It's easy to use Arduino's CapacitiveSensor library with Flora to make conductive fabric touch sensors! You can make soft game controllers, stereo remote pillows, interactive plush toys, or touch-sensitive clothes. If you're new to Flora, check out these tutorials first to bring you up to speed:
Most photos in this guide by Collin Cunningham.
To prototype a Flora capacitive sensing circuit, you'll need the following:
You'll also need a few very high resistors, 50K - 50M. The resistor value affects the sensitivity of the touch sensor-- at the low end the sensor will only be activated by absolute touch, and on the high end the sensor can be activated from a distance of 12 inches or more.

Download the CapacitiveSensor library from Arduino written by Paul Badger, unzip the file and move the entire folder into your Arduino libraries folder.
Here's a video overview of how the circuit and code work, thanks to Paul Stoffregen:
Fire up the Adafruit version of the Arduino IDE (get it here) and open the sample sketch for the CapacitiveSensor library.

Find this first section of code:
```CapacitiveSensor   cs_9_10 = CapacitiveSensor(4,2);
CapacitiveSensor   cs_9_2 = CapacitiveSensor(4,5);
CapacitiveSensor   cs_4_8 = CapacitiveSensor(4,8);```
And change to reflect your current wiring, commenting out all but one sensor configuration:
```CapacitiveSensor   cs_9_10 = CapacitiveSensor(9,10);
//CapacitiveSensor   cs_9_2 = CapacitiveSensor(9,2);
//CapacitiveSensor   cs_4_8 = CapacitiveSensor(4,8);```
Also find this corresponding bit of code:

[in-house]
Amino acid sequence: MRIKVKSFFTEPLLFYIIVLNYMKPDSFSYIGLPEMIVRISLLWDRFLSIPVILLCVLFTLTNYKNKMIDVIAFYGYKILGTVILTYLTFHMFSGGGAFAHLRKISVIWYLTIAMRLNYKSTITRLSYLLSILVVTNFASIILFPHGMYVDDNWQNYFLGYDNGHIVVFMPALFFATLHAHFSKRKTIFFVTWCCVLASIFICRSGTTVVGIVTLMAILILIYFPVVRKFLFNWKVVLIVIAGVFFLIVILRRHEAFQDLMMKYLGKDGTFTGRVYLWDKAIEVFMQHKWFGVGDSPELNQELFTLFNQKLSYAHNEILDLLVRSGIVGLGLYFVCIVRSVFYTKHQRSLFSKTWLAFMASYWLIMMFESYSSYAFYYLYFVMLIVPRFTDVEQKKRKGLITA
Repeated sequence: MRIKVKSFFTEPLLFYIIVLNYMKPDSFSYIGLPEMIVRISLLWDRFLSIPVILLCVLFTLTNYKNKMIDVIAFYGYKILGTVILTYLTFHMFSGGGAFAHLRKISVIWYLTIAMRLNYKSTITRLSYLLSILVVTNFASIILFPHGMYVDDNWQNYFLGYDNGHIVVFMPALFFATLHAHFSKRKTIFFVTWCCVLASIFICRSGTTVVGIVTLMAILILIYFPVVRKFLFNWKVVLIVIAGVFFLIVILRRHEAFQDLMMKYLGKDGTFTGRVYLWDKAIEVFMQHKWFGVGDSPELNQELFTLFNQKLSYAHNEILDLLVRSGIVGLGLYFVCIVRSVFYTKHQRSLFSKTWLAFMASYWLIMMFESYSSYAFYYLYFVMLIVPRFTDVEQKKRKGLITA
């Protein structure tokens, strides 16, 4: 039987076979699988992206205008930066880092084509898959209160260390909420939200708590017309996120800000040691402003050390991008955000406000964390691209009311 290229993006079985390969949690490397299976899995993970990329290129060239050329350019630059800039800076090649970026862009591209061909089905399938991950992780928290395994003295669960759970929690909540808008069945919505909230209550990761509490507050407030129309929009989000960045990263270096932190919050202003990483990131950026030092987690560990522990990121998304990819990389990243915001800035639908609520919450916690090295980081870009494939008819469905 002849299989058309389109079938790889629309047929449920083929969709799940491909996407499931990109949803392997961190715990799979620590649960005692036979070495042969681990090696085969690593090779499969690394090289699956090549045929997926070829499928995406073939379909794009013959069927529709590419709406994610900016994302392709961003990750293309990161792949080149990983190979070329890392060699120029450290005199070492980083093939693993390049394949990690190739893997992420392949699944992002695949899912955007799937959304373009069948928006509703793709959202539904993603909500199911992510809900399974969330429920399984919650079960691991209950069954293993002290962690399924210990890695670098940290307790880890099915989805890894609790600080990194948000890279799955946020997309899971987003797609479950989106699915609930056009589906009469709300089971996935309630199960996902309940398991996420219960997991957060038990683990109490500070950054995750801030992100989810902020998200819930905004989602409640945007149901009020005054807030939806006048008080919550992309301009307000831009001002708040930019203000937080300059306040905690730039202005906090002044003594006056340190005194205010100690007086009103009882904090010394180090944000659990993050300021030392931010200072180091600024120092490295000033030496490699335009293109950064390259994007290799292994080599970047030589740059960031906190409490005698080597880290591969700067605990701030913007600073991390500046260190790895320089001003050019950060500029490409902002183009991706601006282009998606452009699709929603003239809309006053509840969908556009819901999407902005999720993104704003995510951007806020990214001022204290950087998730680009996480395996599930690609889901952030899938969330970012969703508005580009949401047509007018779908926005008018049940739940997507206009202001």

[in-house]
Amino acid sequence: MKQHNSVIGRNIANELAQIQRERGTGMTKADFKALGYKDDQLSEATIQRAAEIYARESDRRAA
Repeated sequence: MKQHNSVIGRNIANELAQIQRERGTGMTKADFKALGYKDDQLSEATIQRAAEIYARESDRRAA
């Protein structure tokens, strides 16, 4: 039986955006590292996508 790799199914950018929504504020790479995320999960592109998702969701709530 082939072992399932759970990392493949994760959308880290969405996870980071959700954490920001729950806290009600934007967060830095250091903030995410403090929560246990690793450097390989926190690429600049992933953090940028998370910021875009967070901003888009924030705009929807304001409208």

```void loop()
{
long start = millis();
long total1 =  cs_9_10.capacitiveSensor(30);
//long total2 =  cs_4_5.capacitiveSensor(30);
//long total3 =  cs_4_8.capacitiveSensor(30);

Serial.print(millis() - start);        // check on performance in milliseconds
Serial.print("\t");                    // tab character for debug windown spacing

Serial.println(total1);                  // print sensor output 1
//Serial.print("\t");
//Serial.print(total2);                  // print sensor output 2
//Serial.print("\t");
//Serial.println(total3);                // print sensor output 3

delay(10);                             // arbitrary delay to limit data to serial port
}```
 Upload this code to your Flora board and open Arduino's serial monitor. Touch the conductive fabric and watch the numbers change on screen. Take note of the low end of the spike-- for me the reading always went above 4000 when I touched the fabric sensor.
Add an IF statement that sets Flora's onboard LED (D7) to light up if the sensor reading exceeds the "I touched it" threshold: